Supported by Leap of Faith Financial Services in Canada (and a ton of banner advertisements), Math.com tries to provide new ways for anyone--students, parents, teachers--to learn quality mathematics. Their claim includes the use of sound educational principles, proprietary technology, and unique learning experiences such as assessment, on-demand courses, 24/7-live online tutoring, and expert answers to math questions.
Admittedly, the web site does do all of this in some fashion. It claims to specialize in both homework help and review in the areas of basic math, pre-algebra, algebra, geometry, trig, statistics, and calculus...but often the help seems little more than that found in a text...and the review focuses on practicing computational skills.
The site does include multiple "cool tools" such as graphers (sub-par TI's) and some useful tables that cover secondary math topics. One "bad" part provides a list of "Unproved Theorems," a list that includes Euclid's Parallel Postulate. Now, it is wrong to call this an unproved theorem...especially if some gallant young mathematician (not named Saccheri or Wiles) should take on the challenge of trying to prove it.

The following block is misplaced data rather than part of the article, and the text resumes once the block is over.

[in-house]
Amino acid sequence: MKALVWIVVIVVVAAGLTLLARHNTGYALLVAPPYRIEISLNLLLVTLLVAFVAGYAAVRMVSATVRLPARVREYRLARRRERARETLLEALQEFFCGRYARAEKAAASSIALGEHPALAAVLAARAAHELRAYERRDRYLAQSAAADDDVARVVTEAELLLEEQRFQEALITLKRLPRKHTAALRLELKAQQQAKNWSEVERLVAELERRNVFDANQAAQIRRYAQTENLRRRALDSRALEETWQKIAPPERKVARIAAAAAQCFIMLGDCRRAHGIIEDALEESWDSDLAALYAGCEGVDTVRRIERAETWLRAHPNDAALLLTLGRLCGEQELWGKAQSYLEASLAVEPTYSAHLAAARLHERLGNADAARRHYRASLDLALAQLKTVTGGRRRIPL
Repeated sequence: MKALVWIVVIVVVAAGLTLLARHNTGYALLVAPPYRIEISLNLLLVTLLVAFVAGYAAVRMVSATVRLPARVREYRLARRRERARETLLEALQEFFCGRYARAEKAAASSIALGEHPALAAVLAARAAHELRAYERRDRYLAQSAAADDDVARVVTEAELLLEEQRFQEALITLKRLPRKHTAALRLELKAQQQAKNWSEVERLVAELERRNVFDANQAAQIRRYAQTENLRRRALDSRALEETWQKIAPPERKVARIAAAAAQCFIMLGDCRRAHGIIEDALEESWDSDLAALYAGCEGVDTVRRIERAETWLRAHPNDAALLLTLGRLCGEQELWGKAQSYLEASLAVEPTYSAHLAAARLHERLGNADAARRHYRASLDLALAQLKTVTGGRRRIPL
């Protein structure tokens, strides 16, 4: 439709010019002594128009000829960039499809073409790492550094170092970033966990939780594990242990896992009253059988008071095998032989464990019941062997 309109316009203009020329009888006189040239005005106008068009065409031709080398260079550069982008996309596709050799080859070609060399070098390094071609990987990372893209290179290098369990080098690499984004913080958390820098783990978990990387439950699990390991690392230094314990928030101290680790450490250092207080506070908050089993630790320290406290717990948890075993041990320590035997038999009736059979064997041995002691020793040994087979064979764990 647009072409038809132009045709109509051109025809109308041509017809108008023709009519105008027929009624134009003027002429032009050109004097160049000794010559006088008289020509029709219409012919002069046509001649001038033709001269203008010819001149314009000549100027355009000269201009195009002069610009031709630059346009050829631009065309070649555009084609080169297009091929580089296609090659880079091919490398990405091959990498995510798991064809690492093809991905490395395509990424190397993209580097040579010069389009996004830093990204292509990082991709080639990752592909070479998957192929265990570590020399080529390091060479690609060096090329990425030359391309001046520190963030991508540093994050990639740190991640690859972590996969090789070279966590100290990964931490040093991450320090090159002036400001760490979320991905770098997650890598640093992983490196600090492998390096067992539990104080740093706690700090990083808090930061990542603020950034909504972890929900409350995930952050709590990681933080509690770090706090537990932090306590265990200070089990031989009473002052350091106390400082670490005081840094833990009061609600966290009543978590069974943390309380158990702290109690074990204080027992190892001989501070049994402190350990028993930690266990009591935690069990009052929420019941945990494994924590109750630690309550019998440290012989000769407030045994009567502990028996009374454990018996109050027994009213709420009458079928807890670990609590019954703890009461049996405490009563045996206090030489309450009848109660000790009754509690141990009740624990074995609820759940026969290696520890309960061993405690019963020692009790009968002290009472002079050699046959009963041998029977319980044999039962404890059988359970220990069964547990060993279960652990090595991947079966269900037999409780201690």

But, the main reason this site is recommended is its "exploratory and recreational introductions to the world of math":
The site is worth a look....but focus on finding the good parts that meet your needs and interests....and ignore the rest.
- Math-based games include interactive versions of Peg Solitaire, Fiver, Hare & Hounds, Tower of Hanoi, TacTix, and Hex-7.
- Wonders of Math is the best part....including dynamic explorations of interesting things such as Spirographs, the Game of Life, a Roman Numeral Calculator (something everyone needs), a Maze generator, and links to other sites that provide rich experiences with chaos, knots, tesselations, and orgami.